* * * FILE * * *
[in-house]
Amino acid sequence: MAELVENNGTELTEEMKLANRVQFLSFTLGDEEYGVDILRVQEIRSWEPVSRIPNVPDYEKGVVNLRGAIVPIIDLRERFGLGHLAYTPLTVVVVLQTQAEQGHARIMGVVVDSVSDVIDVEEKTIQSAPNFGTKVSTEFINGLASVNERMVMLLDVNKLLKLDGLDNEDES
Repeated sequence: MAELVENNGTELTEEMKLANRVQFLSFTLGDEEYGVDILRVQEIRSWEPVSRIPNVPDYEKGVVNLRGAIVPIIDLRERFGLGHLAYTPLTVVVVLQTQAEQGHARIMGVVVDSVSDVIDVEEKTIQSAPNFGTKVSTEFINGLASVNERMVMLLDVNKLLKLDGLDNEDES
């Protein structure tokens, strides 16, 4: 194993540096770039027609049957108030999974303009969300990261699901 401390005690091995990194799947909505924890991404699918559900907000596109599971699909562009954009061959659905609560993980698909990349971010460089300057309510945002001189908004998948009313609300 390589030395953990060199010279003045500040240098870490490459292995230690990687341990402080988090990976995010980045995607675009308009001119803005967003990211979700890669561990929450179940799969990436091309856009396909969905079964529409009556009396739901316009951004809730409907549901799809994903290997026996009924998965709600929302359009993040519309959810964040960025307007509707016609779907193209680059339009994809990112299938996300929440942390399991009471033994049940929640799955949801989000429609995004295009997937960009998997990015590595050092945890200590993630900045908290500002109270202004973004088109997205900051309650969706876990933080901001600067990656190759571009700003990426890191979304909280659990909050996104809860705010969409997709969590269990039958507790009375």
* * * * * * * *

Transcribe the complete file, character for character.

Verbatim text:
[in-house]
Amino acid sequence: MAELVENNGTELTEEMKLANRVQFLSFTLGDEEYGVDILRVQEIRSWEPVSRIPNVPDYEKGVVNLRGAIVPIIDLRERFGLGHLAYTPLTVVVVLQTQAEQGHARIMGVVVDSVSDVIDVEEKTIQSAPNFGTKVSTEFINGLASVNERMVMLLDVNKLLKLDGLDNEDES
Repeated sequence: MAELVENNGTELTEEMKLANRVQFLSFTLGDEEYGVDILRVQEIRSWEPVSRIPNVPDYEKGVVNLRGAIVPIIDLRERFGLGHLAYTPLTVVVVLQTQAEQGHARIMGVVVDSVSDVIDVEEKTIQSAPNFGTKVSTEFINGLASVNERMVMLLDVNKLLKLDGLDNEDES
């Protein structure tokens, strides 16, 4: 194993540096770039027609049957108030999974303009969300990261699901 401390005690091995990194799947909505924890991404699918559900907000596109599971699909562009954009061959659905609560993980698909990349971010460089300057309510945002001189908004998948009313609300 390589030395953990060199010279003045500040240098870490490459292995230690990687341990402080988090990976995010980045995607675009308009001119803005967003990211979700890669561990929450179940799969990436091309856009396909969905079964529409009556009396739901316009951004809730409907549901799809994903290997026996009924998965709600929302359009993040519309959810964040960025307007509707016609779907193209680059339009994809990112299938996300929440942390399991009471033994049940929640799955949801989000429609995004295009997937960009998997990015590595050092945890200590993630900045908290500002109270202004973004088109997205900051309650969706876990933080901001600067990656190759571009700003990426890191979304909280659990909050996104809860705010969409997709969590269990039958507790009375």